Thank your for your email Dr.Reyes-Velarde. Like so many Americans, I had no idea of the daily suffering, pain and anguish endured by people afflicted with MS. I am very glad to have received a response from a doctor devoted to the eradication of this dreadful disease. I am equally glad that you have provided us with a web site where we can learn more about the disease and about the on-going research dedicated to finding a cure for MS. I hope that by posting your response, you will receive calls or letters from El Boricua s readers, whether or not afflicted by MS. Thank you, and please feel free to write to us again.


February 2007
Should We Pull Out of Iraq Now?
Article 22

I try never to write about politics and religion because these topics are very subjective and interpretive. However, in light of the fact that we are heading toward our third anniversary in Iraq, I feel that the war in that devastated country, as it relates to the Hispanic community, should be discussed in our forum.

As you all know, I am a conservative thinker, who believes in the notion of life, liberty and the pursuit of happiness. These inalienable rights should not be exclusive to the citizens of first-world countries but should be experienced by all of humankind.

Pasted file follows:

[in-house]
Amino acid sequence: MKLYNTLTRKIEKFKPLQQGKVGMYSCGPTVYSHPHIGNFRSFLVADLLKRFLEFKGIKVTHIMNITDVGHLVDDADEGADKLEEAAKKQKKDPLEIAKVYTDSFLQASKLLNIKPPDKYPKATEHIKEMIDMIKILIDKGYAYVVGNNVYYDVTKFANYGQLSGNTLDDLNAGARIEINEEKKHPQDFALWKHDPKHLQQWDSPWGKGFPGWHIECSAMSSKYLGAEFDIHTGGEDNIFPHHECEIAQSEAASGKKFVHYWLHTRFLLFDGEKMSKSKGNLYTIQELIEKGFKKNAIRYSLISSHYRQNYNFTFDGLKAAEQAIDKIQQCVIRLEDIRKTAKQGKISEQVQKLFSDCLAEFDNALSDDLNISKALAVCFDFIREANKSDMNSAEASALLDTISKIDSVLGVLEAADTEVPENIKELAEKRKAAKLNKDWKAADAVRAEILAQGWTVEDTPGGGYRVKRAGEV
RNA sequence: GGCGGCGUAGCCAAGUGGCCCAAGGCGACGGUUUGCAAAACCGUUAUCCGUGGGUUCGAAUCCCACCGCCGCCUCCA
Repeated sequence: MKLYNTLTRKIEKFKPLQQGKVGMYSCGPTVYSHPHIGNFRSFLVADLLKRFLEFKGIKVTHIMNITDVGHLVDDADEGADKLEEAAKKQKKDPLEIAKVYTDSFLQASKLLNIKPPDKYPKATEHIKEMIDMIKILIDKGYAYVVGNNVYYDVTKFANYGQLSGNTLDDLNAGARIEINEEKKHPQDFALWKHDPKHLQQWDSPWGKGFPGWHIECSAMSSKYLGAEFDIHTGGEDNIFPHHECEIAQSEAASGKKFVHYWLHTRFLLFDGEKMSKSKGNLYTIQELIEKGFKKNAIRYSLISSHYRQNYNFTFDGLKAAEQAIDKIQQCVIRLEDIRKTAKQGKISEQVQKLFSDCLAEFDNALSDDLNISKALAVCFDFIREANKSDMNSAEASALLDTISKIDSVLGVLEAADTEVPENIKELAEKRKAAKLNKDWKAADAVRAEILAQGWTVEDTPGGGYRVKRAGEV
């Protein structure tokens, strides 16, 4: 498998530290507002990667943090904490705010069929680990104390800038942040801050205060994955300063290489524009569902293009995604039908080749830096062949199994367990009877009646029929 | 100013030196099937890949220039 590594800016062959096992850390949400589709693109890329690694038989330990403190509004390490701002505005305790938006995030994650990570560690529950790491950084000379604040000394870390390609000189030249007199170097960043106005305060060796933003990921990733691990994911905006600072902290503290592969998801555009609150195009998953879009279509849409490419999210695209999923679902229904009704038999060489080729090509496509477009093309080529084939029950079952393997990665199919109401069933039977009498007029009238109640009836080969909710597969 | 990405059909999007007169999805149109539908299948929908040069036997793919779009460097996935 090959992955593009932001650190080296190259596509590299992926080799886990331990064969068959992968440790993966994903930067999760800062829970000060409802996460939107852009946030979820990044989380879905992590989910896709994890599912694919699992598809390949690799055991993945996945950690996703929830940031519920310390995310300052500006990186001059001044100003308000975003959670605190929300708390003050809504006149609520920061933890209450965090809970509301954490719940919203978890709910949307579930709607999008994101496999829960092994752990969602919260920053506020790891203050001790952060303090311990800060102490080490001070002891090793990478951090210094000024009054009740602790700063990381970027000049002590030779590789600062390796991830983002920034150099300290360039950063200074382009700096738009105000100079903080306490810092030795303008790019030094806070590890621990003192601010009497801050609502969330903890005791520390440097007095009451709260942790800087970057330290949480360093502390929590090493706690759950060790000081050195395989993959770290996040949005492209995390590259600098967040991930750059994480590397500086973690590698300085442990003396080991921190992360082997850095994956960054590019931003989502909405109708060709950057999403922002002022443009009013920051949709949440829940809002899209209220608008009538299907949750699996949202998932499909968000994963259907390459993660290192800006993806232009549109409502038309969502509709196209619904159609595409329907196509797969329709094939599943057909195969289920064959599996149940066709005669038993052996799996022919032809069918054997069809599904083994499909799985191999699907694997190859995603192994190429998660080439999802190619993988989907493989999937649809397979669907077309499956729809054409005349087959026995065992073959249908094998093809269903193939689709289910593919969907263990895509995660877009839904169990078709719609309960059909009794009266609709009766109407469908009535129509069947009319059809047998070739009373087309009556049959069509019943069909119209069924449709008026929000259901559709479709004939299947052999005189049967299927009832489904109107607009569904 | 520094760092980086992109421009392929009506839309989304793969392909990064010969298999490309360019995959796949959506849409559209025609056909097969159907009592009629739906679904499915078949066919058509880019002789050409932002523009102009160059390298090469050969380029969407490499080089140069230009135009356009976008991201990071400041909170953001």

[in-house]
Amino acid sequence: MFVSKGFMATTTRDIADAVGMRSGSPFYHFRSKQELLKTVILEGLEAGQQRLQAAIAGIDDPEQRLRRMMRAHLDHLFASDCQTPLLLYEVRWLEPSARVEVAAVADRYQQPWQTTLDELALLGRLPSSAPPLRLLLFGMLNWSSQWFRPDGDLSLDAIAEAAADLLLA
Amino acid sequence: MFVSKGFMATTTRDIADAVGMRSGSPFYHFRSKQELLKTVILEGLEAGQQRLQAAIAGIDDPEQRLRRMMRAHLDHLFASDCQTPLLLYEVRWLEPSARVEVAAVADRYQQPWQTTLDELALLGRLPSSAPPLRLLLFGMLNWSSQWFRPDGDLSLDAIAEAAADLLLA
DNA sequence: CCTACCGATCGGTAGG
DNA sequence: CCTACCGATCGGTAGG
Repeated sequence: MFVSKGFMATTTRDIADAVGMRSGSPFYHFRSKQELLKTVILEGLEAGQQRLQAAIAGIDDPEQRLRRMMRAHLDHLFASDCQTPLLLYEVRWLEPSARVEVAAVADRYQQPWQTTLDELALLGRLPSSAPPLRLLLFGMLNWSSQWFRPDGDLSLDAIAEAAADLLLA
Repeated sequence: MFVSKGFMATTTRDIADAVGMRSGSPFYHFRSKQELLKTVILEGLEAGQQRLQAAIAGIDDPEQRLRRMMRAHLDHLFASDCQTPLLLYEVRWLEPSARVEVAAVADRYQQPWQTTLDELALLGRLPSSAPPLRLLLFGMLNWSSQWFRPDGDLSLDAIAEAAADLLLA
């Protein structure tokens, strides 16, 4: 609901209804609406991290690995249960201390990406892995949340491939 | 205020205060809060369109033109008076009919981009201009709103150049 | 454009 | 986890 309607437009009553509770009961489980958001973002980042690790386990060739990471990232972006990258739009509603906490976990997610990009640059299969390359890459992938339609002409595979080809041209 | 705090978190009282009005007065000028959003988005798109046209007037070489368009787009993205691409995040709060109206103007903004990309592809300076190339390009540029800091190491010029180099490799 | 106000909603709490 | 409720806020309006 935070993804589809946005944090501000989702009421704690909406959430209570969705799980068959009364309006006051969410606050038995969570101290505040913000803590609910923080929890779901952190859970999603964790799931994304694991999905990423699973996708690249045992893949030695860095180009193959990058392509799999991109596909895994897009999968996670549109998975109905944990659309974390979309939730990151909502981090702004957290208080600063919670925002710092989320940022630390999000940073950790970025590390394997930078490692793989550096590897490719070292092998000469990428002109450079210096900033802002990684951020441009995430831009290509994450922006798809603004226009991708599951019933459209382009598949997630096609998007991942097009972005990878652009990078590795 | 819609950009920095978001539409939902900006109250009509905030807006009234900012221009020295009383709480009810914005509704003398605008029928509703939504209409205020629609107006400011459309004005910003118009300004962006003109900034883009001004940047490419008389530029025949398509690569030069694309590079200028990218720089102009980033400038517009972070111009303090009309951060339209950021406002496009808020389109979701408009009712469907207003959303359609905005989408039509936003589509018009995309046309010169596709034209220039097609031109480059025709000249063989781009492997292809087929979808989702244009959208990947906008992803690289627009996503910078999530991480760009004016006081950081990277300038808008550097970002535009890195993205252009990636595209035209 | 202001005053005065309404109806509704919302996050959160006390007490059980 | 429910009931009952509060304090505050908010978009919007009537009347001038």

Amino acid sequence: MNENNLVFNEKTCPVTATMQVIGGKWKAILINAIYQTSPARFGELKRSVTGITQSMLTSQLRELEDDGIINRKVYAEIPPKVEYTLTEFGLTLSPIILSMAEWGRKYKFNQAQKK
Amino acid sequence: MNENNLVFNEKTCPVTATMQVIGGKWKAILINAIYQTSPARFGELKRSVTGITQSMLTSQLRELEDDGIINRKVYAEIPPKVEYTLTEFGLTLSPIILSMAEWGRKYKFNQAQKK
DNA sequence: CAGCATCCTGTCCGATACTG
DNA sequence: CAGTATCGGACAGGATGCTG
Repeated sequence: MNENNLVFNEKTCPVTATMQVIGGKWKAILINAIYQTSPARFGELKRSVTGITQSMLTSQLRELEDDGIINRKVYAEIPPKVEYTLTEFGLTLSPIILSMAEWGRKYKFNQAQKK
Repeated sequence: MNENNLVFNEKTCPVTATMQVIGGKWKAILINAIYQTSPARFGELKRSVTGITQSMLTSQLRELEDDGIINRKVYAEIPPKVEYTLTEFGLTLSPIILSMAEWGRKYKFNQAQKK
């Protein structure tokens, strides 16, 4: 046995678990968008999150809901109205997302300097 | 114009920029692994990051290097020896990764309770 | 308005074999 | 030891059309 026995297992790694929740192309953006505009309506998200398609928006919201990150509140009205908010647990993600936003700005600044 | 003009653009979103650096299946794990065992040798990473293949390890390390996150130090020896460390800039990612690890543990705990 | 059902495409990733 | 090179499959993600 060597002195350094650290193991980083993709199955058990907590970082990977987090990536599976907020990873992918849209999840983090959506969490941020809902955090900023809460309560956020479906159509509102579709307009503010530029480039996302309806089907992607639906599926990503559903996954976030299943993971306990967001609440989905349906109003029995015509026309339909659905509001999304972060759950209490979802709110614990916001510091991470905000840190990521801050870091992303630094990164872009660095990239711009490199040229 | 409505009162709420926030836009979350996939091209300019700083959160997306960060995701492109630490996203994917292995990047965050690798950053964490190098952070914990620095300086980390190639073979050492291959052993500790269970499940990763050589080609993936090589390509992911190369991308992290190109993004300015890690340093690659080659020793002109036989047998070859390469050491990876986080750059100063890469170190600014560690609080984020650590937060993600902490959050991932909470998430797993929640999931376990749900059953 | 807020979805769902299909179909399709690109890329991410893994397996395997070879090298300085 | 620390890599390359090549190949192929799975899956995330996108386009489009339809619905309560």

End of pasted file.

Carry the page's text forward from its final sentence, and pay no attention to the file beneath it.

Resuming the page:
The repression in Iraq, under the dictatorship of Saddam Hussein, was barbarous. There was no free speech, and the act of speaking out against the oppression in Iraq was tantamount to committing suicide. Iraqis lived in perpetual fear for their lives. Men disappeared, taken away from their families, and were imprisoned to be tortured mercilessly or executed. Women had no rights and their social status in Iraq was equivalent to that of cattle (as in the ancient days of Persia).

Saddam Hussein committed all kinds of atrocities, including mass murders of the Kurdish people, use of chemical warfare, and unimaginable methods of torture. In addition to this, his government harbored terrorists and if unwatched could have developed nuclear technology.

When President George Bush asked Congress for broader powers and funds for liberating the Iraqis from Hussein s oppression, I supported him. I firmly believed that Iraq was at the beginning stages of developing their nuclear arsenal. I also believed that they did have chemical plants and were well on their way to a campaign of chemical warfare. It is unfortunate that the nations of the free world gave Hussein too much time. There were several warnings and far off deadlines given to Hussein, and while the United Nations took their time haranguing and voting, Hussein s minions used the political lull to either hide their weapons or transport them safely out of Iraq. Naturally, when members of the United Nations inspected Iraqi facilities they found inconclusive evidence of biological and/or nuclear weapons of mass destruction. Despite these setbacks, we went to war in Iraq.